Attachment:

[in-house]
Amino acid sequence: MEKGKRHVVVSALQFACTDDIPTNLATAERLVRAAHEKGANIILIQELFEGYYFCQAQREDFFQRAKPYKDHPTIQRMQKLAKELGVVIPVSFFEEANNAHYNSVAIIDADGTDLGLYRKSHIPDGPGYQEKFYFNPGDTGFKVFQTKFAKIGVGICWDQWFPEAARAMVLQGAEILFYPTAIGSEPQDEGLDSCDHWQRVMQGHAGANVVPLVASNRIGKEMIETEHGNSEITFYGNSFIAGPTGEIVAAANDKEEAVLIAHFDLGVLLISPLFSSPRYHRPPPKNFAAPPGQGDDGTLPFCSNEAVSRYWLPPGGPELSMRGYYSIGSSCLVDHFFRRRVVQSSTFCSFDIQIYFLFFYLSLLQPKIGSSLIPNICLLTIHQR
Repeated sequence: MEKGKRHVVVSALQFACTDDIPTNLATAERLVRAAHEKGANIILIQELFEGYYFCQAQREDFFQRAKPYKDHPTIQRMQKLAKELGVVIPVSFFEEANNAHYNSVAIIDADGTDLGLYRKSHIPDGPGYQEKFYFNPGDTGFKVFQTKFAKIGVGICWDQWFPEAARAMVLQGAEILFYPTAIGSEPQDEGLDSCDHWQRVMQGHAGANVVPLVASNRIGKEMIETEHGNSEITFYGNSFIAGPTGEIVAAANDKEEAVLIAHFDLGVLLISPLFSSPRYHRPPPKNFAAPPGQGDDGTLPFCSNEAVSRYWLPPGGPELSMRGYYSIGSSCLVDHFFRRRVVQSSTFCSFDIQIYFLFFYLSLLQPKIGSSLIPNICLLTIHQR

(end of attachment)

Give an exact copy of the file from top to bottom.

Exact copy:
[in-house]
Amino acid sequence: MEKGKRHVVVSALQFACTDDIPTNLATAERLVRAAHEKGANIILIQELFEGYYFCQAQREDFFQRAKPYKDHPTIQRMQKLAKELGVVIPVSFFEEANNAHYNSVAIIDADGTDLGLYRKSHIPDGPGYQEKFYFNPGDTGFKVFQTKFAKIGVGICWDQWFPEAARAMVLQGAEILFYPTAIGSEPQDEGLDSCDHWQRVMQGHAGANVVPLVASNRIGKEMIETEHGNSEITFYGNSFIAGPTGEIVAAANDKEEAVLIAHFDLGVLLISPLFSSPRYHRPPPKNFAAPPGQGDDGTLPFCSNEAVSRYWLPPGGPELSMRGYYSIGSSCLVDHFFRRRVVQSSTFCSFDIQIYFLFFYLSLLQPKIGSSLIPNICLLTIHQR
Repeated sequence: MEKGKRHVVVSALQFACTDDIPTNLATAERLVRAAHEKGANIILIQELFEGYYFCQAQREDFFQRAKPYKDHPTIQRMQKLAKELGVVIPVSFFEEANNAHYNSVAIIDADGTDLGLYRKSHIPDGPGYQEKFYFNPGDTGFKVFQTKFAKIGVGICWDQWFPEAARAMVLQGAEILFYPTAIGSEPQDEGLDSCDHWQRVMQGHAGANVVPLVASNRIGKEMIETEHGNSEITFYGNSFIAGPTGEIVAAANDKEEAVLIAHFDLGVLLISPLFSSPRYHRPPPKNFAAPPGQGDDGTLPFCSNEAVSRYWLPPGGPELSMRGYYSIGSSCLVDHFFRRRVVQSSTFCSFDIQIYFLFFYLSLLQPKIGSSLIPNICLLTIHQR